A lesser-known regional museum in the Netherlands has assembling one of this century's most complete shows of the work of Hieronymus Bosch.
A lesser-known regional museum in the Netherlands, the Noordbrabants in Den Bosch, has pulled off the coup of assembling one of this century’s most complete shows of the work of the hallucinatory Hieronymus Bosch.
Twenty of his 24 known works are on display; having come from Madrid, Venice, and New York, returning to the city where the artist lived from 1450 to 1516.
Bosch’s art leaves an indelible impression, as it was intended for sinners in his time of illusions and visions, weird creatures and nightmares, temptation, sin and the final reckoning.
“Hieronymus Bosch is an outstanding artist because his originality and his creativity is so enormous, he is inspiring artists all over the world till today, so 500 years after his death he is still living, and that is thanks to his originality, the way he depicts the most strange dreams of men,” said museum director Charles de Mooij.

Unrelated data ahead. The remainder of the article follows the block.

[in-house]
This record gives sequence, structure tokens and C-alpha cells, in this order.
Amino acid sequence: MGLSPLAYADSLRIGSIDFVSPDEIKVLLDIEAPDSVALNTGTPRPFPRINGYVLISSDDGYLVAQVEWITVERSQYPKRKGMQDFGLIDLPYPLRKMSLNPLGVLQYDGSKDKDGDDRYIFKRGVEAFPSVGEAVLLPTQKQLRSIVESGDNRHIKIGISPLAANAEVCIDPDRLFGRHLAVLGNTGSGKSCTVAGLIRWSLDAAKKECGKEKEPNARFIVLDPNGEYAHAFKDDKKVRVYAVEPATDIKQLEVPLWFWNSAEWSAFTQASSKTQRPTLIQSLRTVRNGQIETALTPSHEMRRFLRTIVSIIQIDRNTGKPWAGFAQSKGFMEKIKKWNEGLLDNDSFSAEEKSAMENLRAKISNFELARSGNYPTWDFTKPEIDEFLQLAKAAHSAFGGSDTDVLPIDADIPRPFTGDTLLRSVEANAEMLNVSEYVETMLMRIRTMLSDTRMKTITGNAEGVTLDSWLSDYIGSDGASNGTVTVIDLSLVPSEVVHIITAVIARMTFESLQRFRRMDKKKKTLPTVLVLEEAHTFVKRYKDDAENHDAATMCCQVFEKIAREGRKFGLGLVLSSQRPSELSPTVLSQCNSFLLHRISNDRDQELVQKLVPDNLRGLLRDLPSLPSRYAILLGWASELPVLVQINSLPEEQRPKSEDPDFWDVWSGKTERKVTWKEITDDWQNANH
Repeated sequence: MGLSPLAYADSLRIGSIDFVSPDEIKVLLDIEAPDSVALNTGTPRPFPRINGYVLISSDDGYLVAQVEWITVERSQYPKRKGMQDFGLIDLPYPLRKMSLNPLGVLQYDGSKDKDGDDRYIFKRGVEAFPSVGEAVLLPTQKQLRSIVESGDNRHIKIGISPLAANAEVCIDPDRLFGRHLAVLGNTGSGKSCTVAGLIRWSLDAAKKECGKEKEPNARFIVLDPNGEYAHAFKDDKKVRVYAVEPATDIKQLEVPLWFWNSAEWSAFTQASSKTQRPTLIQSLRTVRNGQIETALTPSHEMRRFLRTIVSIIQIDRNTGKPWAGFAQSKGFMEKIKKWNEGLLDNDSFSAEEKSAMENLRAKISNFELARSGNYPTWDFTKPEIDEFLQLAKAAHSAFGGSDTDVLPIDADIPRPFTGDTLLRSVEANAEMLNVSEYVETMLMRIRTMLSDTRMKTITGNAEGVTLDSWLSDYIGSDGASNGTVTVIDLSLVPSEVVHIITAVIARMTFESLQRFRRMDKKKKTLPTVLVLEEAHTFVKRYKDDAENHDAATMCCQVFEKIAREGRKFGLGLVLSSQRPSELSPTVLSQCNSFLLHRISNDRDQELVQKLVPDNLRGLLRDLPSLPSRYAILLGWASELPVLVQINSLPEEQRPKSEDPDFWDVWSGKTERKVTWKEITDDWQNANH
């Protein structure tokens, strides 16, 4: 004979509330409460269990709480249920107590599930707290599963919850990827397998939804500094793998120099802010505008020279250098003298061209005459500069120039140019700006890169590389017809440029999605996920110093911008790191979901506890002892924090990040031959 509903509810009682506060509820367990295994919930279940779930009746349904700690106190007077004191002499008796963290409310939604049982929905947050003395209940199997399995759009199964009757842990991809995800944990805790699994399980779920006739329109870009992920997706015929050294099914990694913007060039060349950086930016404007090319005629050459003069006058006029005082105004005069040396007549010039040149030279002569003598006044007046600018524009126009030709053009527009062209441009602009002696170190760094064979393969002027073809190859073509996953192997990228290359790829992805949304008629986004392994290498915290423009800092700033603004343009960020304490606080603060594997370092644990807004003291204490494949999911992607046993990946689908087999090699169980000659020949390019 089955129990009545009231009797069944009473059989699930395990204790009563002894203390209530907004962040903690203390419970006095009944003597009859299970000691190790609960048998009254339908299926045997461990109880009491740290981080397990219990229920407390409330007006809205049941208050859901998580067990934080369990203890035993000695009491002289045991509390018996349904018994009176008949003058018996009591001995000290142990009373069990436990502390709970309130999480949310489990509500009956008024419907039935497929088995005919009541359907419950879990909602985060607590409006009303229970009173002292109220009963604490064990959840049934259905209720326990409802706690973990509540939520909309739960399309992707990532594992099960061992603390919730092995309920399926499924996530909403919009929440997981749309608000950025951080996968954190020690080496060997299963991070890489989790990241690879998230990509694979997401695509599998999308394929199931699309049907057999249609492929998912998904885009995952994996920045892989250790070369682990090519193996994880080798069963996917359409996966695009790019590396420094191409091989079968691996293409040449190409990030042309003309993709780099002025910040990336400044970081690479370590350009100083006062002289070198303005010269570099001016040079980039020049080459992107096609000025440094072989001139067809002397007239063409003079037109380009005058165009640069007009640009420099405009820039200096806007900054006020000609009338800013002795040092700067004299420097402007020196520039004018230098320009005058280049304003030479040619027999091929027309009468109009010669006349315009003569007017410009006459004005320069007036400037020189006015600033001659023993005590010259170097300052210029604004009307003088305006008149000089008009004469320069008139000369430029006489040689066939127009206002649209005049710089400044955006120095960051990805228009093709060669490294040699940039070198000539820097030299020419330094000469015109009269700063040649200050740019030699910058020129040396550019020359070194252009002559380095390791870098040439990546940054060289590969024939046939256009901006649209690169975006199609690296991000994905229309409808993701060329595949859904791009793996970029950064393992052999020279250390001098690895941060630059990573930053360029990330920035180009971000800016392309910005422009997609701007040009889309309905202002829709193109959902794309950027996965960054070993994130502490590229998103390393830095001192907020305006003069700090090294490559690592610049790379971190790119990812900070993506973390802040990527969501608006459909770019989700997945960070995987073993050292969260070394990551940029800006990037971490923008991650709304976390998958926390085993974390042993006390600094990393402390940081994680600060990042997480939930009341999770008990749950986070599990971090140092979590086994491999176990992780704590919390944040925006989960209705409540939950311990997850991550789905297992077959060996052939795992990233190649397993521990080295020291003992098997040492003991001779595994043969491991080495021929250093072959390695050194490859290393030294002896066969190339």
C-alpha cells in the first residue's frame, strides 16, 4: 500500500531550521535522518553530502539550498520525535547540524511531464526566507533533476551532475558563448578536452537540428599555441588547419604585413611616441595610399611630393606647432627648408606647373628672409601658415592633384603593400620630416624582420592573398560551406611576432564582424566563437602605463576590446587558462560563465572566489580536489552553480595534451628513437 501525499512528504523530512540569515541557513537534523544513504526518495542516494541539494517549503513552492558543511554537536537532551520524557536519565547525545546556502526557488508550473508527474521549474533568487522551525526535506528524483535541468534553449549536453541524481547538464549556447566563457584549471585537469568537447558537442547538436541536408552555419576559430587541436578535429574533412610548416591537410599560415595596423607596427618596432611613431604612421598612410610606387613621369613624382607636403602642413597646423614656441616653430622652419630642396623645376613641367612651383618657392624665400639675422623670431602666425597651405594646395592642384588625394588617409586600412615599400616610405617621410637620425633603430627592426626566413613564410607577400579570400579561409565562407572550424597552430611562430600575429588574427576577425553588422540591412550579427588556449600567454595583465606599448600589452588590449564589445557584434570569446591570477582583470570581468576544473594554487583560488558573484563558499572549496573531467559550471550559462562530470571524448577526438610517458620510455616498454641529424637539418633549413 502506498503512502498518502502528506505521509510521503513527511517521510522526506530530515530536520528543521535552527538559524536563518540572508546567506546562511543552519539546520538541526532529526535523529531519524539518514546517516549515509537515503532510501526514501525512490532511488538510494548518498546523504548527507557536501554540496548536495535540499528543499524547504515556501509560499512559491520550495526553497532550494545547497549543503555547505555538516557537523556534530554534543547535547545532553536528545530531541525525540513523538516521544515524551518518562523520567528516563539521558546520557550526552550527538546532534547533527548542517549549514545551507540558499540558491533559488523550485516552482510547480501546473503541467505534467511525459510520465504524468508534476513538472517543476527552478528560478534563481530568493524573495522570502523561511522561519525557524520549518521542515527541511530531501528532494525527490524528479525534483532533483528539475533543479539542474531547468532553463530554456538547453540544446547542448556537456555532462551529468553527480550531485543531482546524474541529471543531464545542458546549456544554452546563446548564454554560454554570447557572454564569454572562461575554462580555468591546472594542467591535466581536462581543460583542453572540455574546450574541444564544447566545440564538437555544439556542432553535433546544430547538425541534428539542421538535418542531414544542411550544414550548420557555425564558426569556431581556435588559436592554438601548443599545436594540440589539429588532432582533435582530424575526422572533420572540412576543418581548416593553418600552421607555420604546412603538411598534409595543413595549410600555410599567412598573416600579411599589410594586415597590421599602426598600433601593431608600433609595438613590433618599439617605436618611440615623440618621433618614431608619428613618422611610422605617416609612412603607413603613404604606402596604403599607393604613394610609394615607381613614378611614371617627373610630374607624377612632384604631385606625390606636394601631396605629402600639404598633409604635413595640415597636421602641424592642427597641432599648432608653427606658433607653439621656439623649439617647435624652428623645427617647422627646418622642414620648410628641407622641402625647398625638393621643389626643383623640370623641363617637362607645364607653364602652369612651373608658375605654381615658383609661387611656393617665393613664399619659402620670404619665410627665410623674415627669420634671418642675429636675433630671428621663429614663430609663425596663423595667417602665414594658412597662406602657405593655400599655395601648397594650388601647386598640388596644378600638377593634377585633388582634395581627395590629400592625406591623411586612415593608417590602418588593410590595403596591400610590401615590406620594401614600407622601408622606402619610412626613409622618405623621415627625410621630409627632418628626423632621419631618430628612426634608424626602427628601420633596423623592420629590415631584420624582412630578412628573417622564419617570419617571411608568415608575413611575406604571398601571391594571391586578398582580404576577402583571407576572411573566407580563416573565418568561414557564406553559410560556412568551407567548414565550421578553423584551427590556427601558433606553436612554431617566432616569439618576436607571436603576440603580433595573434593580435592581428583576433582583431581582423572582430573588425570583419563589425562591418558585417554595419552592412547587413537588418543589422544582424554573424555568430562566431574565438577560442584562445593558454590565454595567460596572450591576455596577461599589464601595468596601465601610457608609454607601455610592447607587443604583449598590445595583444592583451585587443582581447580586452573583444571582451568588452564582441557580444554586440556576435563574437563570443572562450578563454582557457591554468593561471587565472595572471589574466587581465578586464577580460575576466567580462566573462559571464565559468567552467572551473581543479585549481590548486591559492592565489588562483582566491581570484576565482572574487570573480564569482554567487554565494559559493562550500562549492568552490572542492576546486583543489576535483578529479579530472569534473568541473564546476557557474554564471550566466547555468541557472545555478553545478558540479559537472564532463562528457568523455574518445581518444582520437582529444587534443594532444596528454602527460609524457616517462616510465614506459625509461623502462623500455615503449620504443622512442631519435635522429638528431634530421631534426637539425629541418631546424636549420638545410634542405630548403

Little is known about the artist; few records exist, so curators had a task on their hands when, in 2001, they decided to celebrate the 500th anniversary of his death.
“Hieronymus Bosch was actually not called Hieronymus Bosch, but Hieronymus van Aken, a town in Germany where his family came from. And at a certain moment in the 15th century, the family located themselves in the city of ‘s-Hertogenbosch and therefore Bosch named himself Bosch. He was called Hieronymus, but he called himself Bosch.
“So he’s called Bosch because he was living and working in the town of ‘s-Hertogenbosch,” explained exhibition curator Dr. Matthijs Ilsink.
Such is the interest in the artist 90,000 tickets were snapped up in pre-sales for the show, some 50 kilometres south of Amsterdam, which ends on May 8.